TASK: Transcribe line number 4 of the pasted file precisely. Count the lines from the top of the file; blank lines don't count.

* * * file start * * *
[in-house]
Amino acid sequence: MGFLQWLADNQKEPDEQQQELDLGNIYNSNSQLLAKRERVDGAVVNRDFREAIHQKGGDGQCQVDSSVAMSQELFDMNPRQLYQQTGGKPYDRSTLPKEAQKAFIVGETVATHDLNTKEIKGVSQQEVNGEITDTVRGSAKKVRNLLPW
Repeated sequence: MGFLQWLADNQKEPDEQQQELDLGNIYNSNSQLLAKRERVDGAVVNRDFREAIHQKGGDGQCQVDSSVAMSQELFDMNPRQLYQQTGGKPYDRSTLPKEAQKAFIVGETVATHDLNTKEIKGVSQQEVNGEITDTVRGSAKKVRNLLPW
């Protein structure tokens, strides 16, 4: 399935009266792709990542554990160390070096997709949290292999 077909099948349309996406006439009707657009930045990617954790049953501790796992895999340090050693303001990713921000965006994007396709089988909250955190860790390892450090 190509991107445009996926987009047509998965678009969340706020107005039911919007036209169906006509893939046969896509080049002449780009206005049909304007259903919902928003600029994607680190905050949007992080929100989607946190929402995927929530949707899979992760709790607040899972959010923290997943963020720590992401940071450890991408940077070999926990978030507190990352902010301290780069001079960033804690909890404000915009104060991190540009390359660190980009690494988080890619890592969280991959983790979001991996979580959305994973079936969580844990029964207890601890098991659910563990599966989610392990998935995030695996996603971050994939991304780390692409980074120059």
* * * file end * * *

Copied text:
């Protein structure tokens, strides 16, 4: 399935009266792709990542554990160390070096997709949290292999 077909099948349309996406006439009707657009930045990617954790049953501790796992895999340090050693303001990713921000965006994007396709089988909250955190860790390892450090 190509991107445009996926987009047509998965678009969340706020107005039911919007036209169906006509893939046969896509080049002449780009206005049909304007259903919902928003600029994607680190905050949007992080929100989607946190929402995927929530949707899979992760709790607040899972959010923290997943963020720590992401940071450890991408940077070999926990978030507190990352902010301290780069001079960033804690909890404000915009104060991190540009390359660190980009690494988080890619890592969280991959983790979001991996979580959305994973079936969580844990029964207890601890098991659910563990599966989610392990998935995030695996996603971050994939991304780390692409980074120059």